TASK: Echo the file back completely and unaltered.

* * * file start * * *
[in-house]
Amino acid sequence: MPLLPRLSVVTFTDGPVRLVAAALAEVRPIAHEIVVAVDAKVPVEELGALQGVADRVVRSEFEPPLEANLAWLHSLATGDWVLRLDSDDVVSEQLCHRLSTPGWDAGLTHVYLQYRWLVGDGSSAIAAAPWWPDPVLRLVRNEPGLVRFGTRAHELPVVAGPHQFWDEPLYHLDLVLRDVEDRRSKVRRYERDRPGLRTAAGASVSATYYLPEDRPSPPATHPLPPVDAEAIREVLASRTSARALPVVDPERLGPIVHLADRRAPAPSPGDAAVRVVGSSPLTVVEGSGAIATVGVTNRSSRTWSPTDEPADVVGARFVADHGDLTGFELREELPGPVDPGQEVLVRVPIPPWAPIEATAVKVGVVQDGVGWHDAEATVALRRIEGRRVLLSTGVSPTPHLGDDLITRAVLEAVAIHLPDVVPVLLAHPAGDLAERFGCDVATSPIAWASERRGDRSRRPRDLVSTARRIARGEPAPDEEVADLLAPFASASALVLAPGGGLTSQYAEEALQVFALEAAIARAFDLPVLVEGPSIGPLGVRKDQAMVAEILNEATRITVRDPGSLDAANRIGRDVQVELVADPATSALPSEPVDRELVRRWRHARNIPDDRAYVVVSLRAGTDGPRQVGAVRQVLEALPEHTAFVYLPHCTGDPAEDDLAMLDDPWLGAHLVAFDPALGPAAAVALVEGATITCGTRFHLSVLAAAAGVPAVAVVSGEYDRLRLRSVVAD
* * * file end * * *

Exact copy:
[in-house]
Amino acid sequence: MPLLPRLSVVTFTDGPVRLVAAALAEVRPIAHEIVVAVDAKVPVEELGALQGVADRVVRSEFEPPLEANLAWLHSLATGDWVLRLDSDDVVSEQLCHRLSTPGWDAGLTHVYLQYRWLVGDGSSAIAAAPWWPDPVLRLVRNEPGLVRFGTRAHELPVVAGPHQFWDEPLYHLDLVLRDVEDRRSKVRRYERDRPGLRTAAGASVSATYYLPEDRPSPPATHPLPPVDAEAIREVLASRTSARALPVVDPERLGPIVHLADRRAPAPSPGDAAVRVVGSSPLTVVEGSGAIATVGVTNRSSRTWSPTDEPADVVGARFVADHGDLTGFELREELPGPVDPGQEVLVRVPIPPWAPIEATAVKVGVVQDGVGWHDAEATVALRRIEGRRVLLSTGVSPTPHLGDDLITRAVLEAVAIHLPDVVPVLLAHPAGDLAERFGCDVATSPIAWASERRGDRSRRPRDLVSTARRIARGEPAPDEEVADLLAPFASASALVLAPGGGLTSQYAEEALQVFALEAAIARAFDLPVLVEGPSIGPLGVRKDQAMVAEILNEATRITVRDPGSLDAANRIGRDVQVELVADPATSALPSEPVDRELVRRWRHARNIPDDRAYVVVSLRAGTDGPRQVGAVRQVLEALPEHTAFVYLPHCTGDPAEDDLAMLDDPWLGAHLVAFDPALGPAAAVALVEGATITCGTRFHLSVLAAAAGVPAVAVVSGEYDRLRLRSVVAD